There are as many ways to make macaroni and cheese as there are people who want to eat it. So says author Shauna James Ahern. And her gluten-free macaroni and cheese recipe is, without a doubt, the most confounding one we’ve ever encountered. Rather than relying on a time-consuming cheese sauce, this recipe draws on the alchemy that happens when hot pasta cooking water collides with grated cheese. That’s it. Just four ingredients. No roux. And empty plates all around. What ensues is a crazily luxurious and satiny sauce for what’s easily the quickest and easiest macaroni and cheese recipe we’ve ever witnessed.–Renee Schettler Rossi
LC Required Reading Before You Make This Recipe Note
The following is required reading before you make this gluten-free macaroni and cheese recipe. Why? We want to explain that while yes, there is a certain brilliant sort of alchemy that transpires when pasta cooking water melds with cheese, what results is not going to resemble the classic macaroni and cheese of your childhood—be that the kind that came in the blue box with the rip-open envelope of powdery processed cheese or the kind that your mom made from scratch in her CorningWare casserole dish with those swirly flowers etched on the side. And that’s not a bad thing. Not at all. But it helps to have your expectations aligned appropriately. Just wanted you to know this macaroni and cheese is a little more adult, a lot more sophisticated, and quite a lot more magical, especially for the person making the recipe.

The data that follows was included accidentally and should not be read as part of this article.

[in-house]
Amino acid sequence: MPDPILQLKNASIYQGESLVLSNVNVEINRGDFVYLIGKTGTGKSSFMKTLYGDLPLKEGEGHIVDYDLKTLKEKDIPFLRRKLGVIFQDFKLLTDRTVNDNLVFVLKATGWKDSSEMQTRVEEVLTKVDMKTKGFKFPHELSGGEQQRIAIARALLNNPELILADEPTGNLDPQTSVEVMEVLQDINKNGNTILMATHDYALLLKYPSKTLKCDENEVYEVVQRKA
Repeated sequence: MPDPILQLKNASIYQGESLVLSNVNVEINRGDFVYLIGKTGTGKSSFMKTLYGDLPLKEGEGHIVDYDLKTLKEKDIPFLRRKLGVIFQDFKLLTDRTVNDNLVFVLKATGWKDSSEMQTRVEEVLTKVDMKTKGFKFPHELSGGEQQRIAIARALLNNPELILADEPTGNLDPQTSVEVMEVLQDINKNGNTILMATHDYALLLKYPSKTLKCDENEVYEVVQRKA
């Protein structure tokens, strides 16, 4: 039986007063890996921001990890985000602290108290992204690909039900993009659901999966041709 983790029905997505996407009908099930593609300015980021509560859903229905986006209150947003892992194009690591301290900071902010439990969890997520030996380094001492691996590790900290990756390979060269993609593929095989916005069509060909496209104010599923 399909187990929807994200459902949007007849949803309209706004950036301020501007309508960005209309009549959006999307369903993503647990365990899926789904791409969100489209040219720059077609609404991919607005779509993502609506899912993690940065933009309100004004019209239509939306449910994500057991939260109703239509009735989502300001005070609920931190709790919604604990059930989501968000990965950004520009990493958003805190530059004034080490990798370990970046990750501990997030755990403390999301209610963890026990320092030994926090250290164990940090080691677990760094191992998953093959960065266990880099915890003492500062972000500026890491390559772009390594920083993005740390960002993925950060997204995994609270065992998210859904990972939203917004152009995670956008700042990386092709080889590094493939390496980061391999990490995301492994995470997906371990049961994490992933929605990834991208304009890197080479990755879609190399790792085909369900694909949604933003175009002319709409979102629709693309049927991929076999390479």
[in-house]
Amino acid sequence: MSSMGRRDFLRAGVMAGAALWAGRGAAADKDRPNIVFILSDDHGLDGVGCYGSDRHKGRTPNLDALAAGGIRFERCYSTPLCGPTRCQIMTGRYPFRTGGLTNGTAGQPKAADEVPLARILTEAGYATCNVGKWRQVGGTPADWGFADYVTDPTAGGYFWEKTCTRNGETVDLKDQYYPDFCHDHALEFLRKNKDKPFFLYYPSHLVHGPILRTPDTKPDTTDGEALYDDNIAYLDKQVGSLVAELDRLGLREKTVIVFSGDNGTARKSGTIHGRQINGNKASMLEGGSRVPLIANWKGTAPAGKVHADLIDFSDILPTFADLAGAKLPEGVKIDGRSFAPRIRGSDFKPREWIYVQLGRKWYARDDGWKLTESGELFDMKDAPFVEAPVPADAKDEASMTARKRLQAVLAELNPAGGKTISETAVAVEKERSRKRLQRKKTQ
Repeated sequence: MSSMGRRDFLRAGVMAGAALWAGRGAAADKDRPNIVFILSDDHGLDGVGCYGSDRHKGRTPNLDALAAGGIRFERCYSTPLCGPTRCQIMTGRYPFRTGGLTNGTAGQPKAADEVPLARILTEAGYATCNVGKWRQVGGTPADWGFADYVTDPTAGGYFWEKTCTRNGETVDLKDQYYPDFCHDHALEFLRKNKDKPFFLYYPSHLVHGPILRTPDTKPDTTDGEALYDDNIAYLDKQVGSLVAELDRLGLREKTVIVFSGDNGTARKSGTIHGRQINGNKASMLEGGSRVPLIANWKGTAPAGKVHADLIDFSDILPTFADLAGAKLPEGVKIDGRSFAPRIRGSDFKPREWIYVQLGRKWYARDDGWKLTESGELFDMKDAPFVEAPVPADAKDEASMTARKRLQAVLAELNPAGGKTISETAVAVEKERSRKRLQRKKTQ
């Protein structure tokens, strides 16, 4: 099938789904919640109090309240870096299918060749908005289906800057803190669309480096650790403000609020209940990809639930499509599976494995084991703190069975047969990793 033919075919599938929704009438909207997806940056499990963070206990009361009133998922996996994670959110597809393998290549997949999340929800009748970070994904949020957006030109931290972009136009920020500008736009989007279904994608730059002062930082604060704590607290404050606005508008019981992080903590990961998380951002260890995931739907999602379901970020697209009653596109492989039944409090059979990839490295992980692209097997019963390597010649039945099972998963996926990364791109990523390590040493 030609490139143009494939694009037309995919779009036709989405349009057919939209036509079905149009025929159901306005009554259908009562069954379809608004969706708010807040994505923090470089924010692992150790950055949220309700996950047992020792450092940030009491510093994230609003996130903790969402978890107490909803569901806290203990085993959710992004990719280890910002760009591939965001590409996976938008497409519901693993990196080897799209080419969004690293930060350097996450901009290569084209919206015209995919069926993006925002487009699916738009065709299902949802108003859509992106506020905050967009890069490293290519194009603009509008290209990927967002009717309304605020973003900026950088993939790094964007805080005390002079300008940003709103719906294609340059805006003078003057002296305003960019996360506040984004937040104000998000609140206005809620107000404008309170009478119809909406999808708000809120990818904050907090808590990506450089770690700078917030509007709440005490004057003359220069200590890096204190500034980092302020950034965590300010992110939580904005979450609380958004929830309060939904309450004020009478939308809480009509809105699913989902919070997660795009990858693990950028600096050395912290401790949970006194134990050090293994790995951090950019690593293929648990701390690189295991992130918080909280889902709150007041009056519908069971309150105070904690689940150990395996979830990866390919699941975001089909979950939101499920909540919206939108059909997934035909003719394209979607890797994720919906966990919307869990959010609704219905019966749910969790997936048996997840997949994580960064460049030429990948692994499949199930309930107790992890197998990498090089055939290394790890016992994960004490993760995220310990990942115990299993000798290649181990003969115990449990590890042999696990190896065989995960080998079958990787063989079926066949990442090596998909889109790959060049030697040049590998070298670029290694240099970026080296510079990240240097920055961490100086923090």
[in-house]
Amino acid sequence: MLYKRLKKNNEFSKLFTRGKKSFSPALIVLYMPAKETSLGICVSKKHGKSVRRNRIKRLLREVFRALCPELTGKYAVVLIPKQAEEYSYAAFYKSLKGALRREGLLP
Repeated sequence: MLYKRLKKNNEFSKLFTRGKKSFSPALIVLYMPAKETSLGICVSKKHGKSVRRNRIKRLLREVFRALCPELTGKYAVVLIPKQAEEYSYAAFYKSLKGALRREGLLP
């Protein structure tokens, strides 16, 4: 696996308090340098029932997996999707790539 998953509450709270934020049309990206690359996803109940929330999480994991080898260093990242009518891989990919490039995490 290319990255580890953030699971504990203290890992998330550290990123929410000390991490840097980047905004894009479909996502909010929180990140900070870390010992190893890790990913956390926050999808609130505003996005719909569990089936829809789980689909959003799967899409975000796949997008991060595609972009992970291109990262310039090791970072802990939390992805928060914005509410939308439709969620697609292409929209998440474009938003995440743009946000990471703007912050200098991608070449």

Gluten-Free Macaroni and Cheese
- Quick Glance
- 10 M
- 25 M
- Serves 4
IngredientsEmail Grocery List
- There’s so much playing you could do here. The author likes Gruyère or Parmesan in place of the Cheddar. She also likes to add vegetables to this, like thin slices of sweet potato, handfuls of kale, or leaves of spinach. (After the 5 minutes of sitting in the hot pasta, the vegetables wilt to become part of the dish.) Smoked paprika can add to the taste as well.
Cooking for Two
- Only setting dinner for two? Simply cut the amount of ingredients in half. It’s as easy as that.
Recipe Testers Reviews
I adore homemade macaroni and cheese, but so many times when the craving hits, I'm just too tired or busy to go through the whole process of making the roux (which I have, more times than I'd care to admit, burned and ruined) and then baking the whole thing. This recipe had me skeptical at first—just mixing hot pasta with cheese? Seriously? But it turned out to be some of the best mac and cheese I've had in a very long time. Without the flour and cream it was delightfully light and didn't mask the flavor of the aged Cheddar and chèvre. (Usually I won't use any fancy cheeses in my macaroni and cheese for fear of losing the subtleties of flavor in the cream base). Best of all, the recipe literally took me longer to boil the pot of water than it did to put this together and get it on the table.